That financial dip could be for any reason - a pregnancy, illness, redundancy, a wedding, a funeral, a house move... even a major repair bill can upset a fragile balance, leaving families unable to meet regular payments. But how can anyone foresee the future?

The simple answer is that nobody can!

Big events will occur, the cycle of birth, life, death will continue, Christmas, birthdays and anniversaries will come around every year, prices will fluctuate, jobs will come and go and life will carry on regardless. No matter who you are, how much cash or debt you may have or what you do, you ARE part of that cycle. It's the nature of life, itself, so go with the flow.

Inflation is high, interest rates are low - every penny in the bank could be losing us money. Inflation can fall, interest rates can rise, debt levels can reduce or increase accordingly. Unfortunately, we aren't living in a country where our national leaders are leading by example, not by a long chalk! As far as balancing the books is concerned, but without getting into a political debate, the current state of affairs has been with us for a long time. Truth be told, it will probably be with us for a great deal longer.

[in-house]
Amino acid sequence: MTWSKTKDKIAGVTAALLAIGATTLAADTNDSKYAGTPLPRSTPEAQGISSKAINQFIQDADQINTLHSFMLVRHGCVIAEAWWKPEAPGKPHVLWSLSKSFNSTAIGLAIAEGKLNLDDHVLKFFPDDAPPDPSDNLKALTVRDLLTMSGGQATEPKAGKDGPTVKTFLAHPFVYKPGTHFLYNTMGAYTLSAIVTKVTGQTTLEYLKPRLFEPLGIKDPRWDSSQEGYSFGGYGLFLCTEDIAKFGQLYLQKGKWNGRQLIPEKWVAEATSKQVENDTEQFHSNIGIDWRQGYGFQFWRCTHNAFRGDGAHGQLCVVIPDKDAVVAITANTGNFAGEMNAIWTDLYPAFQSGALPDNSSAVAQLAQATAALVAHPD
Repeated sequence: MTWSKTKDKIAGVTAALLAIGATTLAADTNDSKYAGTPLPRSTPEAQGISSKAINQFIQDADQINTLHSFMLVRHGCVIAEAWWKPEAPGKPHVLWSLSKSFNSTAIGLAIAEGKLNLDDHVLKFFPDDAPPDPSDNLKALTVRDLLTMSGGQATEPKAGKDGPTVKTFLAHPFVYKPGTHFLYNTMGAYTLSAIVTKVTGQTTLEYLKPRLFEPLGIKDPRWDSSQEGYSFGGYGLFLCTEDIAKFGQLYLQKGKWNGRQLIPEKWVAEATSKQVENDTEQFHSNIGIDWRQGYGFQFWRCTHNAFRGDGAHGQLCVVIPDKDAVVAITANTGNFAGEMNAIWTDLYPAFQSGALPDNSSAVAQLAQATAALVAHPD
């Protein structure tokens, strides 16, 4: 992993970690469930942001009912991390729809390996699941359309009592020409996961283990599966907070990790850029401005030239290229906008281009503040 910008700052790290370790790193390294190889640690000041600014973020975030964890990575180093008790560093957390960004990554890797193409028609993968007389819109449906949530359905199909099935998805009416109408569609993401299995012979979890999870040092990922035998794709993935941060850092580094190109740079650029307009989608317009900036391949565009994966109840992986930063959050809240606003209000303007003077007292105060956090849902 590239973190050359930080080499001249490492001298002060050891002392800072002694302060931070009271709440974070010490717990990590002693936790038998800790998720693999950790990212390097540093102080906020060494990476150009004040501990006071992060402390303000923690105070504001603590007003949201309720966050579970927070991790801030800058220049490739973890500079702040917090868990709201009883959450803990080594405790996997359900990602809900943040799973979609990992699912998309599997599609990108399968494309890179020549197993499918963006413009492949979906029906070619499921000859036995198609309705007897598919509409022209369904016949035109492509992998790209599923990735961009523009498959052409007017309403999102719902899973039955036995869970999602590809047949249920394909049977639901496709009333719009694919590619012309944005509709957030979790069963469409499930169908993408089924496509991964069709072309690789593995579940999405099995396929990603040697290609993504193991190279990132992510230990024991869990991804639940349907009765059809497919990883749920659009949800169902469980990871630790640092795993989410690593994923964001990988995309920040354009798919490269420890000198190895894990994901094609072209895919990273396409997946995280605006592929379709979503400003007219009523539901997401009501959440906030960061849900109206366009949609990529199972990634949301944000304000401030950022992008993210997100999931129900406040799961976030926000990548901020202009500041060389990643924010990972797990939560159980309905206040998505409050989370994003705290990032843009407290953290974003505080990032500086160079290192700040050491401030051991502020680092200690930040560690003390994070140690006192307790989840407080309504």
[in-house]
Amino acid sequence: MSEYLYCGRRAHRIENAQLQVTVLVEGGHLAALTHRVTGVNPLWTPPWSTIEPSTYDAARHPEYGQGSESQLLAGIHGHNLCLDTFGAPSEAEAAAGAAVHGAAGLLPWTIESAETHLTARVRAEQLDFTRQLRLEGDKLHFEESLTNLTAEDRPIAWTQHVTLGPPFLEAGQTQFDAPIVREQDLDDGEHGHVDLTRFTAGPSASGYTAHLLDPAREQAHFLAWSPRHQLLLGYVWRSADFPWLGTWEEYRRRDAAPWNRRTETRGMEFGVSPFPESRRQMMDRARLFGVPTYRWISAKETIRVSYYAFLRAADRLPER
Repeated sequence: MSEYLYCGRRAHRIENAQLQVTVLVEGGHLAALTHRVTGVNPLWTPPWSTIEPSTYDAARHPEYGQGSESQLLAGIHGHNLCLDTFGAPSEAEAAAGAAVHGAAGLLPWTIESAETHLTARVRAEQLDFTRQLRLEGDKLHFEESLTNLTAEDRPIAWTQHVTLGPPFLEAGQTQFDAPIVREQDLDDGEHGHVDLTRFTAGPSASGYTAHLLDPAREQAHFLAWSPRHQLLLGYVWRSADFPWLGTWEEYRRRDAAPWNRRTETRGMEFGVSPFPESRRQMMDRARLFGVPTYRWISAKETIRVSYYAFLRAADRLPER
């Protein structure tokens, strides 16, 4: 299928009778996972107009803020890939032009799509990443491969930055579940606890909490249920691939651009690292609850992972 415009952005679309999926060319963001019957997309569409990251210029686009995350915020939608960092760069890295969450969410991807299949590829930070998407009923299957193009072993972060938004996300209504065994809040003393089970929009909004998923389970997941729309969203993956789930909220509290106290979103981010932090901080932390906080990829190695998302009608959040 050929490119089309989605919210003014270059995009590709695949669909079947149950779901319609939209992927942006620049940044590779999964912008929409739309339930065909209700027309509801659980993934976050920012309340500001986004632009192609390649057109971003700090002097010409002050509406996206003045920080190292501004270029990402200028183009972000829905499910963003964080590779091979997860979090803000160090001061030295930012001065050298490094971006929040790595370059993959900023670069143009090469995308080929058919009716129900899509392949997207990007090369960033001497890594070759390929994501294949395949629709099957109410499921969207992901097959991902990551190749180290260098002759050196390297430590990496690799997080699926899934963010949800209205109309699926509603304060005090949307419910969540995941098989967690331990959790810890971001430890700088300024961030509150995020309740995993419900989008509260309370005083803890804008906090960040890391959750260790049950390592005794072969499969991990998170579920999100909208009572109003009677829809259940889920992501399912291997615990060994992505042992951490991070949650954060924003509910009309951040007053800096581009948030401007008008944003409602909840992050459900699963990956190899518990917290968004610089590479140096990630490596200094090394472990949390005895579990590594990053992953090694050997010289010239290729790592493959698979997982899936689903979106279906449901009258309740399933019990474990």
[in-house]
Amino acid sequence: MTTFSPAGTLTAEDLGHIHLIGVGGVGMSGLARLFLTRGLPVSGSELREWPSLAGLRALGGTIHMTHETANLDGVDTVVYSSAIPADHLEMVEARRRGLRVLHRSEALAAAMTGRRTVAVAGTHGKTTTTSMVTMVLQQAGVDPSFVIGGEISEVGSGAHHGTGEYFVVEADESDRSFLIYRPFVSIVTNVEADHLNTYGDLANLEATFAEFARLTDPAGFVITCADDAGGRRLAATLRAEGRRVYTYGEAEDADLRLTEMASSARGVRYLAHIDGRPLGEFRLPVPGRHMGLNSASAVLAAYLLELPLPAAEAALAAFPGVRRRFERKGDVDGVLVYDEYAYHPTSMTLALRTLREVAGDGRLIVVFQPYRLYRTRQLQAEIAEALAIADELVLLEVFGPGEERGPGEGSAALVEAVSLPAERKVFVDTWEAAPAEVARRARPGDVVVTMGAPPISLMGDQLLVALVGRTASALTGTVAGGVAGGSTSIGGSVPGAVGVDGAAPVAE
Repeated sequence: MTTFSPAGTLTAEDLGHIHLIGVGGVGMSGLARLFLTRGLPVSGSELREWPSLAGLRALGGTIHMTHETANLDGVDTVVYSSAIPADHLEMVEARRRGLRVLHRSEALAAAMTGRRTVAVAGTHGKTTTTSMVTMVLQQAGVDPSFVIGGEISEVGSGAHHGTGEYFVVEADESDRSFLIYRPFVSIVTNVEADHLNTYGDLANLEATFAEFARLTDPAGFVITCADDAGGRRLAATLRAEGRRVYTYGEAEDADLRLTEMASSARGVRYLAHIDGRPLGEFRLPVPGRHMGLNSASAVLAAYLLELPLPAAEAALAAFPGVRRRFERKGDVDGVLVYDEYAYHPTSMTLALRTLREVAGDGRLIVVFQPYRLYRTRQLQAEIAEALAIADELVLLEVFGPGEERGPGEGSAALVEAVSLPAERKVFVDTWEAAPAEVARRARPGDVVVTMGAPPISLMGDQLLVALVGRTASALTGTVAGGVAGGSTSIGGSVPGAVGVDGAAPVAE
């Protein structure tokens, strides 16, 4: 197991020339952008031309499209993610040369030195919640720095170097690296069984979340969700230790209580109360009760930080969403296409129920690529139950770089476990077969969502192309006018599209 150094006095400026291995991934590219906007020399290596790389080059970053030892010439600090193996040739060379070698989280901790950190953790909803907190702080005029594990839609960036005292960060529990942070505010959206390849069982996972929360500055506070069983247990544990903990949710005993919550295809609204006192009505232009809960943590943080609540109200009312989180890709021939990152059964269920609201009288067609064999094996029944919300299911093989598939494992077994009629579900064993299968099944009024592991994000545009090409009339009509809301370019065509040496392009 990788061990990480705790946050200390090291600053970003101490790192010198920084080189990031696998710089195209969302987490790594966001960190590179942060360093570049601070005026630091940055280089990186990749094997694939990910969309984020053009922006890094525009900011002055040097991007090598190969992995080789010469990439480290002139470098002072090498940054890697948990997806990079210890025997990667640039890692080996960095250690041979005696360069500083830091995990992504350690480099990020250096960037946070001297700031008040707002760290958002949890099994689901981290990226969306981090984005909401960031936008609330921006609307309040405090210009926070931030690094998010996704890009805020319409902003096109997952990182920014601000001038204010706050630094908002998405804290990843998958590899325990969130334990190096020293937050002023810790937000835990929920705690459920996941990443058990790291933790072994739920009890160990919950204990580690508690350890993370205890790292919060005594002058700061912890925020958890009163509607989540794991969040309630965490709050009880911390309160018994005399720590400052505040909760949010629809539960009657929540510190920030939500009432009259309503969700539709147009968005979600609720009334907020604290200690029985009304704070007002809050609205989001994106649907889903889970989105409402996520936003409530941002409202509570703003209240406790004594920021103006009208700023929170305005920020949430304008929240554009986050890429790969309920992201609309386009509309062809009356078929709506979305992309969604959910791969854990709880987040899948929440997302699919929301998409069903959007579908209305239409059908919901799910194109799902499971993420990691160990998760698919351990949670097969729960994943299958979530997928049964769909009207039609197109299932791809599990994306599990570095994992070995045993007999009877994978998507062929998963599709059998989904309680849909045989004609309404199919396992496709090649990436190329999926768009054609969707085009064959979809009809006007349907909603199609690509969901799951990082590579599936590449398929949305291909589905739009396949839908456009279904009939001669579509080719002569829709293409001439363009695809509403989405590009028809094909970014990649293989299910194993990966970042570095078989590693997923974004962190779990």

Someone knew it was coming.

Someone possibly knows that worse is still to come.

Someone might tell us that things will get better.

Someone might spin a great story, create a great diversion or distract our attention.

Whatever happens, the problem of dealing with insufficient money remains real!

Don't follow in the footsteps of the British Government, take control of your own financial destiny and act now, even if it is only one penny at a time. Protect your own assets, no matter how much or how little you might perceive them to be. Keep your friends close and, as they say, your enemies closer.

If a bank debt is costing you 10p in the pound, pay them at least 11p plus the necessary contribution to the overall balance. Get rid of it as quickly as possible.

If a credit card debt is costing you 20p in the pound, pay them at least 21p plus the necessary contribution to the overall balance. Get rid of it as soon as possible.

Learn to see clearly, so you can distinguish true needs from unrealistic wants. Don't be duped by marketing and advertising, they're merely trying to convince you that life is meaningless without the goods or services they are plying. Basically, they want your money and few care how they get it or if you can afford it.

For oodles of ideas about how to help cut costs, earn a few pounds extra or even just to make savings on your grocery budget, join us FREE in the Frugaldom Forums.

We're all here for the same reasons - to kill debt, make savings, share experiences with like-minded others and, most importantly, to ENJOY LIVING THE FRUGAL LIFE.

Yes, sacrifices need to be made, but being able to share the highs and lows of your moneysaving, debtbusting exploits is something we can all appreciate.

We're all in the same boat, but don't worry, IT'S AN ARK, and it's one that won't be going down anytime soon.

See you there, even if you're wallet's bare!

http://www.frugaldom.co/